Yu Zhou1,2, Chao Wu2,3, Lifeng Zhao2 and Niu Huang1,2,*

Article first published online: 9 JUN 2014

DOI: 10.1002/prot.24606

Author Information

  1. College of Life Sciences, Beijing Normal University, Beijing, China
  2. National Institute of Biological Sciences, Beijing, Zhongguancun Life Science Park, Beijing, China
  3. Department of Biochemistry and Molecular Biophysics, Washington University School of Medicine, St. Louis, Missouri

*Correspondence to: Niu Huang, National Institute of Biological Sciences, Beijing, No. 7 Science Park Road, Zhongguancun Life Science Park, Beijing 102206, China. E-mail: huangniu@nibs.ac.cn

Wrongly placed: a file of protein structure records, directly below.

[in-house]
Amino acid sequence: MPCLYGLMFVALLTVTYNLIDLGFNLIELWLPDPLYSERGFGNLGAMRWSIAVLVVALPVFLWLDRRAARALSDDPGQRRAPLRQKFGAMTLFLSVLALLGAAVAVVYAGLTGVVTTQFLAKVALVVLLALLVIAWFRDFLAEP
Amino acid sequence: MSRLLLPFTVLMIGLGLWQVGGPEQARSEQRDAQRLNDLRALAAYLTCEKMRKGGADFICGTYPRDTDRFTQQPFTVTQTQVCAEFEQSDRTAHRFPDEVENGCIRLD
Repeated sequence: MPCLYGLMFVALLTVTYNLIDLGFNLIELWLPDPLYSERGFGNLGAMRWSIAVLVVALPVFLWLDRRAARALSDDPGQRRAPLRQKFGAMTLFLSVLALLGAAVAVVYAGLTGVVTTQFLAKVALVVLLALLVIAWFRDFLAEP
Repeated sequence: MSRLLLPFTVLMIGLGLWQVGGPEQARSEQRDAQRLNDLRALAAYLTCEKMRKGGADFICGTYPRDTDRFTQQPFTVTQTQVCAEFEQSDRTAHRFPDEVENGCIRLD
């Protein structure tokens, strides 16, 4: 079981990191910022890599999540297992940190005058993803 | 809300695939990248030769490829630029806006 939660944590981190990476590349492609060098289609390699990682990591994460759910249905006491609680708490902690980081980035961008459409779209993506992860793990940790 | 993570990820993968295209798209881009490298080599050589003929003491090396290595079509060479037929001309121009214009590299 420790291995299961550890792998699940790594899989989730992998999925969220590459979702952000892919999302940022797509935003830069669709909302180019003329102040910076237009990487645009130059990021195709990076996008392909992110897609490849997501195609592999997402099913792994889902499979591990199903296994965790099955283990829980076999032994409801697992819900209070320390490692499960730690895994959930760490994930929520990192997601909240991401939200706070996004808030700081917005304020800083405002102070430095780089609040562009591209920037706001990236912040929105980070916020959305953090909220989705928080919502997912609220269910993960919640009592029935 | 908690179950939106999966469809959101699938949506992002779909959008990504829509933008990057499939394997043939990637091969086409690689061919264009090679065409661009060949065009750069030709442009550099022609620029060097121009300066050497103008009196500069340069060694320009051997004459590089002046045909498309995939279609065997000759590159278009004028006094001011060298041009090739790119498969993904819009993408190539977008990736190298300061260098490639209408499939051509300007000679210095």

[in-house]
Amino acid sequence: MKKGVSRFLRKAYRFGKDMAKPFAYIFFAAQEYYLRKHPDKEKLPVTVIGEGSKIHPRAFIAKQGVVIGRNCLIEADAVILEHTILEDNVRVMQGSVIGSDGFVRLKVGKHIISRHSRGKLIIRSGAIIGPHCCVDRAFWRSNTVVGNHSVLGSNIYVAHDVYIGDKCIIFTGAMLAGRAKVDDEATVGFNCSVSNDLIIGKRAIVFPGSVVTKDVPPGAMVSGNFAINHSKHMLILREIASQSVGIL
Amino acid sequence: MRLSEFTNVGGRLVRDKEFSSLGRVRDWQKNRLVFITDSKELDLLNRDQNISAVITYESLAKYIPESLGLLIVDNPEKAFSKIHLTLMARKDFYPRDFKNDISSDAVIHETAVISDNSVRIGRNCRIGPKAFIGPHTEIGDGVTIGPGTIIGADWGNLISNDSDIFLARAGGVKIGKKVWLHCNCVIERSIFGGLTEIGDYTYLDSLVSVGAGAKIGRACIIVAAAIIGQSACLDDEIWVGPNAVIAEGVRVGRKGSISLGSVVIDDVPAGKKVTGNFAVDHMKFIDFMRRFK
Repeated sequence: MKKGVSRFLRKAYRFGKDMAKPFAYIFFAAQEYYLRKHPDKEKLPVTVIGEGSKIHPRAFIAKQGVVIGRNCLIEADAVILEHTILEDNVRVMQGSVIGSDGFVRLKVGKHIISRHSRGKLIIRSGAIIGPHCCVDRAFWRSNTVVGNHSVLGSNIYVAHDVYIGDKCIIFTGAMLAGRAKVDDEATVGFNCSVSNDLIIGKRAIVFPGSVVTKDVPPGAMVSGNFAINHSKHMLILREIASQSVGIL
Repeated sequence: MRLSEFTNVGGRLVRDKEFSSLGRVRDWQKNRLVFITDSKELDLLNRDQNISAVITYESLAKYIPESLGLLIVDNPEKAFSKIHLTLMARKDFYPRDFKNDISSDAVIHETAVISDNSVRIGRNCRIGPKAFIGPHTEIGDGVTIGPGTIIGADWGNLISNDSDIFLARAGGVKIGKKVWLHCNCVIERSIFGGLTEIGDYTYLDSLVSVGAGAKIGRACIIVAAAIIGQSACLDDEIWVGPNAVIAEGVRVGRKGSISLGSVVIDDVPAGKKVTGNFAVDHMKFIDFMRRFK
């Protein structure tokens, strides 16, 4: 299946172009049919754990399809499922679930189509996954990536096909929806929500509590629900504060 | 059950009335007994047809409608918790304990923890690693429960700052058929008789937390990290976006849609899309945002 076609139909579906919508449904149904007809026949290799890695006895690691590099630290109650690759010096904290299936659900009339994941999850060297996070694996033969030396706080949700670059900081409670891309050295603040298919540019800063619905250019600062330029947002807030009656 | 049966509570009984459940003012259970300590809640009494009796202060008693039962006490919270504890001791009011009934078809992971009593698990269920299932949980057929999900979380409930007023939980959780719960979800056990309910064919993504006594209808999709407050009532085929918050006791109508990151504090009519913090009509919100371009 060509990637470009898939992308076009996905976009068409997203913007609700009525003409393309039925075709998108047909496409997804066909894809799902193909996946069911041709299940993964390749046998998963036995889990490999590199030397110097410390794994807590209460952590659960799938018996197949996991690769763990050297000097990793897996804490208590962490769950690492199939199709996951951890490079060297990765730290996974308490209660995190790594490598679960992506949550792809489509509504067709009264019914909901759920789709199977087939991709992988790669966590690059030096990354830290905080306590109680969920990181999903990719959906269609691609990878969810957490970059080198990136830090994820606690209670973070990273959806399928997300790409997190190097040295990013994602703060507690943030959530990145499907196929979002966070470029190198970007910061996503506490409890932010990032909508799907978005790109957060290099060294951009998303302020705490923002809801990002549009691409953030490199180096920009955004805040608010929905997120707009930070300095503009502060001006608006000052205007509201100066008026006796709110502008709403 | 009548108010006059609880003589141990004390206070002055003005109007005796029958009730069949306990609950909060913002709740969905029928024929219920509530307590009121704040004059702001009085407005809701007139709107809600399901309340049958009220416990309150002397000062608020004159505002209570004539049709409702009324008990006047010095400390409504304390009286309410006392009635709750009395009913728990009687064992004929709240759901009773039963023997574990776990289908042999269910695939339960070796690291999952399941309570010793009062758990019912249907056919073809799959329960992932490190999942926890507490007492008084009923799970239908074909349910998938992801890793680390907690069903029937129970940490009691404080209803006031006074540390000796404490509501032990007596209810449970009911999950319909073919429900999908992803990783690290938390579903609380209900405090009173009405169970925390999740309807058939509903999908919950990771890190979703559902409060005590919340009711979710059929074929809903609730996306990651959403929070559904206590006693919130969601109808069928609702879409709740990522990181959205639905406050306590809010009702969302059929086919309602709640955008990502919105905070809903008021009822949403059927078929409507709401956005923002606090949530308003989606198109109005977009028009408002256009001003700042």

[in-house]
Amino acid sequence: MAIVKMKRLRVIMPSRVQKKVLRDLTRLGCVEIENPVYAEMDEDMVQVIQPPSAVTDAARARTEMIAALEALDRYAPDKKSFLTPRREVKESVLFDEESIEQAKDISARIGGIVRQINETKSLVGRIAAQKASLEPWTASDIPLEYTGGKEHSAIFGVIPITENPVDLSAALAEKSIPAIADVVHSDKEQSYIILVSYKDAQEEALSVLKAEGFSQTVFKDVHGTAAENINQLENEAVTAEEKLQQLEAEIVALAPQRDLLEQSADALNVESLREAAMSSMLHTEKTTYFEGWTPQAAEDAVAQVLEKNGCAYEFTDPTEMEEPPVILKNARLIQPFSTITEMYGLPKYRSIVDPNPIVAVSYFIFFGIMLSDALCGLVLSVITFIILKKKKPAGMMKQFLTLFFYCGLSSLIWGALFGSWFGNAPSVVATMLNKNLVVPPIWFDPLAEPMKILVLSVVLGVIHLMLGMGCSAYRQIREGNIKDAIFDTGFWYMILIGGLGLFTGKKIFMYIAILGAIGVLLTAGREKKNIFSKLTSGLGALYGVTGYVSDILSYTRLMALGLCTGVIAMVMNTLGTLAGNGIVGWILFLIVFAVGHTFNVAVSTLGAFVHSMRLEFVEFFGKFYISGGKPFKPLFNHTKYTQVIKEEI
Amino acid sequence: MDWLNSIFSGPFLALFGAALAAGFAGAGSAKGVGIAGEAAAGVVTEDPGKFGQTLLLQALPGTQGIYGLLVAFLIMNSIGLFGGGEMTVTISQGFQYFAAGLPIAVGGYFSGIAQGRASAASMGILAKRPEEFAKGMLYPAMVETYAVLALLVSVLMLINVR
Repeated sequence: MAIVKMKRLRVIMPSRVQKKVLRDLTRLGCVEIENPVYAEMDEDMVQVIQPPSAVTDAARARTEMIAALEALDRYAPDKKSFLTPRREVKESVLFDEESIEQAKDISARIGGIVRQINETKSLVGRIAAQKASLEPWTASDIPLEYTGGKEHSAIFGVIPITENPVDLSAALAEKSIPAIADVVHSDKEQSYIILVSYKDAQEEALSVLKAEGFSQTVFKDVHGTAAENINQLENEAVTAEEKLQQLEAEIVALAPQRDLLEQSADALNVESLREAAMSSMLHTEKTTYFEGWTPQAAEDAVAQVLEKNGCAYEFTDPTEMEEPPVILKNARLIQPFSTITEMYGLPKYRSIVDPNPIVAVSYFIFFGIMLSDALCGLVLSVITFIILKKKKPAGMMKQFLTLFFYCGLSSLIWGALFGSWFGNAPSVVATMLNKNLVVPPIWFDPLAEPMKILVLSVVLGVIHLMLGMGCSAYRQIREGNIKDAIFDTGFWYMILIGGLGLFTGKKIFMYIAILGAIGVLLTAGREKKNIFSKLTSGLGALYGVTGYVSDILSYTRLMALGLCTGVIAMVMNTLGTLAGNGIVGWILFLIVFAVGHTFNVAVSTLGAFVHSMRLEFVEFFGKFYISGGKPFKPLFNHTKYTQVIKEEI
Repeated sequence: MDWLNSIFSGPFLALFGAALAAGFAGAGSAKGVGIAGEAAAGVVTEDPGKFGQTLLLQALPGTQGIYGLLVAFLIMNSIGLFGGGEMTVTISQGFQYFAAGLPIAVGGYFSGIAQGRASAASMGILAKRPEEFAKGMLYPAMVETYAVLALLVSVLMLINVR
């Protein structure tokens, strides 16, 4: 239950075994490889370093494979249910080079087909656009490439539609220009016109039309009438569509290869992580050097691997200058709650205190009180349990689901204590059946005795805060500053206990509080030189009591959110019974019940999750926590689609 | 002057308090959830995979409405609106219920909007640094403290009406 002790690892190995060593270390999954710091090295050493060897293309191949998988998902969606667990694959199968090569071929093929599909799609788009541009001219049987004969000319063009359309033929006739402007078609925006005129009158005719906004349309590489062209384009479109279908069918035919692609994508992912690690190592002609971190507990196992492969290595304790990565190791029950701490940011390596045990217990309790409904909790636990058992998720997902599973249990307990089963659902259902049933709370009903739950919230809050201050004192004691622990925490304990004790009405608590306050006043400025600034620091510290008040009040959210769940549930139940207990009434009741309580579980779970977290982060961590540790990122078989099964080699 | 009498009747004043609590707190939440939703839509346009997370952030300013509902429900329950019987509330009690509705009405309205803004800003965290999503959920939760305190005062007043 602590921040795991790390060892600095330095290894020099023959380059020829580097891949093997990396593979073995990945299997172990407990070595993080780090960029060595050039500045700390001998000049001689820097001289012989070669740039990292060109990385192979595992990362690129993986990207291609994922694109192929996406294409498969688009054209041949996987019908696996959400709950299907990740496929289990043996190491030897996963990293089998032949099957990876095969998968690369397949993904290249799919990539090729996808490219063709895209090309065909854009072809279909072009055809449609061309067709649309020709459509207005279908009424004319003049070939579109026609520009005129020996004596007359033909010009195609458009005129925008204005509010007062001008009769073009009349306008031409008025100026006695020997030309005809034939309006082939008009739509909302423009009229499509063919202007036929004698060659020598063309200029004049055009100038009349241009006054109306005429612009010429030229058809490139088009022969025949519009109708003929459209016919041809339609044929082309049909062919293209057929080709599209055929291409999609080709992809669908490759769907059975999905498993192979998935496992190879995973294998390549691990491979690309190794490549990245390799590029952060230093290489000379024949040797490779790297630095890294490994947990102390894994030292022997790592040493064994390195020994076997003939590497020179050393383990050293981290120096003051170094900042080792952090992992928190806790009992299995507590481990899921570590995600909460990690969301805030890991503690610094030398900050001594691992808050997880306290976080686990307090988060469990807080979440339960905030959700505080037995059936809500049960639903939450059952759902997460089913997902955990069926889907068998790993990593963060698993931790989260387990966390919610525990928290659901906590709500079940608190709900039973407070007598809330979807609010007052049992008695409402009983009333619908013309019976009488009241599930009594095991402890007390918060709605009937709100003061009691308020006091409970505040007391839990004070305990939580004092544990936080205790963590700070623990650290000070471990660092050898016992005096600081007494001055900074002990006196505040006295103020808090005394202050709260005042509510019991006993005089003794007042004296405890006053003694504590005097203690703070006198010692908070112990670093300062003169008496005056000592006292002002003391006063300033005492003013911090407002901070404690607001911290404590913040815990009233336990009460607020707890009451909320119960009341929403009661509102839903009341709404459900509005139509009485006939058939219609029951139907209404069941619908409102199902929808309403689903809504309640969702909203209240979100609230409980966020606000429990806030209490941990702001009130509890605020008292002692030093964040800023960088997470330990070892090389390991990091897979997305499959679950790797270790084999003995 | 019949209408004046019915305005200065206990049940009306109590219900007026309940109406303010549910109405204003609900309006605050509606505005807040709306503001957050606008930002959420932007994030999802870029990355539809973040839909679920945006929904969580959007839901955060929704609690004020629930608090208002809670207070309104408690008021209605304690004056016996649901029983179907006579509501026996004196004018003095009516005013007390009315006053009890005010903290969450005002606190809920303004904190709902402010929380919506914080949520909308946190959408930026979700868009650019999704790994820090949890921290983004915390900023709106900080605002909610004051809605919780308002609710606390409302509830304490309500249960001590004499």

Hemagglutinin (HA) mediates the membrane fusion process of influenza virus through its pH-induced conformational change. However, it remains challenging to study its structure reorganization pathways in atomic details. Here, we first applied continuous constant pH molecular dynamics approach to predict the pKa values of titratable residues in H2 subtype HA. The calculated net-charges in HA1 globular heads increase from 0e (pH 7.5) to +14e (pH 4.5), indicating that the charge repulsion drives the detrimerization of HA globular domains. In HA2 stem regions, critical pH sensors, such as Glu1032, His181, and Glu891, are identified to facilitate the essential structural reorganizations in the fusing pathways, including fusion peptide release and interhelical loop transition. To probe the contribution of identified pH sensors and unveil the early steps of pH-induced conformational change, we carried out conventional molecular dynamics simulations in explicit water with determined protonation state for each titratable residue in different environmental pH conditions. Particularly, energy barriers involving previously uncharacterized hydrogen bonds and hydrophobic interactions are identified in the fusion peptide release pathway. Nevertheless, comprehensive comparisons across HA family members indicate that different HA subtypes might employ diverse pH sensor groups along with different fusion pathways. Finally, we explored the fusion inhibition mechanism of antibody CR6261 and small molecular inhibitor TBHQ, and discovered a novel druggable pocket in H2 and H5 subtypes. Our results provide the underlying mechanism for the pH-driven conformational changes and also novel insight for anti-flu drug development. Proteins 2014;. © 2014 Wiley Periodicals, Inc.